The coronavirus crisis has brought chaos to nations across the world. Fears and anxiety amplify as the virus is not only a health threat – but is also severely affecting livelihoods, businesses and the economy in general. Governments have imposed drastic measures to contain the COVID-19 virus such as travel restrictions and citywide lockdowns. Although these curbs have proven to be necessary for some countries – they have devastated local industries and businesses.
In Europe, officials, doctors and engineers are looking at how smartphones could be enlisted in the war against the spread of the new coronavirus. One obvious attraction for health officials is the possibility of using smartphones to find out with whom someone diagnosed with COVID-19 has been in contact. But can this be done without intrusive surveillance and access to our devices that store a wealth of private information?Anonymised And Aggregated Firms can "a
Kentucky Senator Rand Paul’s behaviour over the past two weeks is exactly what’s wrong with America’s response to COVID-19. Paul has a compromised lung, so he decided that he should be tested for the disease out of an abundance of caution. From the time of his test until he was confirmed positive six days later, Paul did nothing to protect those around him.
A digital nomad is not a job, but a work-travel lifestyle. They are a breed of enterprising individuals who make their living while travelling the world. They are location-independent and use technology to perform their jobs. Technology has allowed for new forms of working environments to thrive, rendering formal workspaces a thing of the past.Professions that digital nomads usually take up are writing and blogging, web design, software development and the occasional photography.
A 2019 report by the United Nations Economic and Social Commission for Asia and the Pacific (UN ESCAP) estimates that 15 percent of the global population is made up of persons with disability, which makes them one of the largest minority groups in the world. In Asia and Pacific this translates to 690 million people.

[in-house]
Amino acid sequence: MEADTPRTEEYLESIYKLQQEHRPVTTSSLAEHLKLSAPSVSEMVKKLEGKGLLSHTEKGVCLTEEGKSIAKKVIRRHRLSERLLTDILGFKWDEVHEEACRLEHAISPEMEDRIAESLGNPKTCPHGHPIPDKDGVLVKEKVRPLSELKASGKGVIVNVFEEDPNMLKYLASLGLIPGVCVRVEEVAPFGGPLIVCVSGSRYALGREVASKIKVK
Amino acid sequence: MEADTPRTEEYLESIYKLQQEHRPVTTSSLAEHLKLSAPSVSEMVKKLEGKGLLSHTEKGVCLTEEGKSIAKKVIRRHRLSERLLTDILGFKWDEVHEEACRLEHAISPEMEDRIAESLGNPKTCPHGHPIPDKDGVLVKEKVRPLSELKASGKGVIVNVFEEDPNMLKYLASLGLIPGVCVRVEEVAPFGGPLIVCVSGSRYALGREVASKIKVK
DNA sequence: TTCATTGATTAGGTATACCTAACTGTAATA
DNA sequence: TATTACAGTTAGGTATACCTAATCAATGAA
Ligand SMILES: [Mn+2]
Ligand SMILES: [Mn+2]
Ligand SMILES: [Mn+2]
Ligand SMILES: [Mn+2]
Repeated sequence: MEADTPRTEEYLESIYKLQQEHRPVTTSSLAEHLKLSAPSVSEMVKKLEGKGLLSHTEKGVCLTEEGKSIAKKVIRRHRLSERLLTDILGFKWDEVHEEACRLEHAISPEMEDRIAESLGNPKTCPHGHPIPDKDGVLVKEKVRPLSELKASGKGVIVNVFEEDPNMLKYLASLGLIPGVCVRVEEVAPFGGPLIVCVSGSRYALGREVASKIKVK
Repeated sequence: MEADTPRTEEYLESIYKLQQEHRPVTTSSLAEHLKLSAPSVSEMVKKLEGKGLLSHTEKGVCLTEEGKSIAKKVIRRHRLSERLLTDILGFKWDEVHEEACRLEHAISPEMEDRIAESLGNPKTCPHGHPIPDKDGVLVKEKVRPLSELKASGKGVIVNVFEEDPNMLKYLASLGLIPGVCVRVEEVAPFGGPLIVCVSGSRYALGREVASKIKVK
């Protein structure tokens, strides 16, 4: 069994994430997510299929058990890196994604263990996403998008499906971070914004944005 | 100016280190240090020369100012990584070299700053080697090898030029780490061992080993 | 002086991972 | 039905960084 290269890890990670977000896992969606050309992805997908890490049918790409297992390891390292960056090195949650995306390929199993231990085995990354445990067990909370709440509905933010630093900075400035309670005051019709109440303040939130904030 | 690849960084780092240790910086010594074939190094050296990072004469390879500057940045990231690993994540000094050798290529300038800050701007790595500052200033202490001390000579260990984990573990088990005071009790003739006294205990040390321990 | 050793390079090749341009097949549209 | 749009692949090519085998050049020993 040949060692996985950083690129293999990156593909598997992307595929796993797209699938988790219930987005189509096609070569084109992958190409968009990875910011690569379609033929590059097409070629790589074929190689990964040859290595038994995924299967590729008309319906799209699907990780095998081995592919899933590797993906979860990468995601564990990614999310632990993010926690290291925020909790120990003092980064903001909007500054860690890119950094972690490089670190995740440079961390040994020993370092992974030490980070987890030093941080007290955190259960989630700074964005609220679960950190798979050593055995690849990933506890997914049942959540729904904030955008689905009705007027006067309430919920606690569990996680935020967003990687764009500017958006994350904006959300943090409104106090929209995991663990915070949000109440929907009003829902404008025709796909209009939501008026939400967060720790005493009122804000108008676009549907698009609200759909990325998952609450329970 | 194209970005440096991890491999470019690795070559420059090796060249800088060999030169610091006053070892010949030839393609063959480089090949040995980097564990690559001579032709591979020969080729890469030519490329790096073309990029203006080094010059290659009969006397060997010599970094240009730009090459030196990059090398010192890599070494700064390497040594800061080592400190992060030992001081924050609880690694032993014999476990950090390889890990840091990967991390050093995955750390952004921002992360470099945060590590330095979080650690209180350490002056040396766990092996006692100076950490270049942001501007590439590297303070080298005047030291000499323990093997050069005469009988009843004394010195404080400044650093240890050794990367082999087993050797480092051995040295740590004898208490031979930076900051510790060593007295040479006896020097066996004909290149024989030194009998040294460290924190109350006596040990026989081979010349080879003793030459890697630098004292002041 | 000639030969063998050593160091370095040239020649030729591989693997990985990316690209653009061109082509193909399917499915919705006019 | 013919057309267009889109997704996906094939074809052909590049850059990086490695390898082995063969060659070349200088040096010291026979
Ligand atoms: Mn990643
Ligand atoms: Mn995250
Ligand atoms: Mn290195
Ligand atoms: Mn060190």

The retail industry has undergone multiple transformations during the past century, with those who adapt and innovate continuing to survive. It also helps if one is exceptionally unique. It seems that the world's consumers have gotten a little tired from having to explore multiple shopping locations to find what they want or need.
During the 2019 ASEAN Summit, Thailand introduced the Eastern Economic Corridor (EEC) initiative to transform three Thai provinces into smart cities – which has turned out to be a success.
Southeast Asia is proving to be one of the most successful and fastest growing digital markets in the world. While the likes of Grab and Lazada have established themselves in the region, many other start-ups are fast-developing unique and innovative forms of services to tap into the lucrative digital economy. Singapore is currently home to some of the most heavily funded start-ups in the region, including Grab and Sea.
Malaysia is on the verge of fully entering the Fourth Industrial Revolution (4IR) as embodied by digitalisation alongside adopting the 5G technology pioneered by Huawei.
The vice-president and managing director of Sage Asia, Arlene Wherrett, was recently reported to have said in an interview with Bernama that “Despite the high level of awareness on the importance of digital adaptation in businesses, small-medium enterprises (SMEs) are still complacent in moving up or upskilling their workforce to adopt automation”.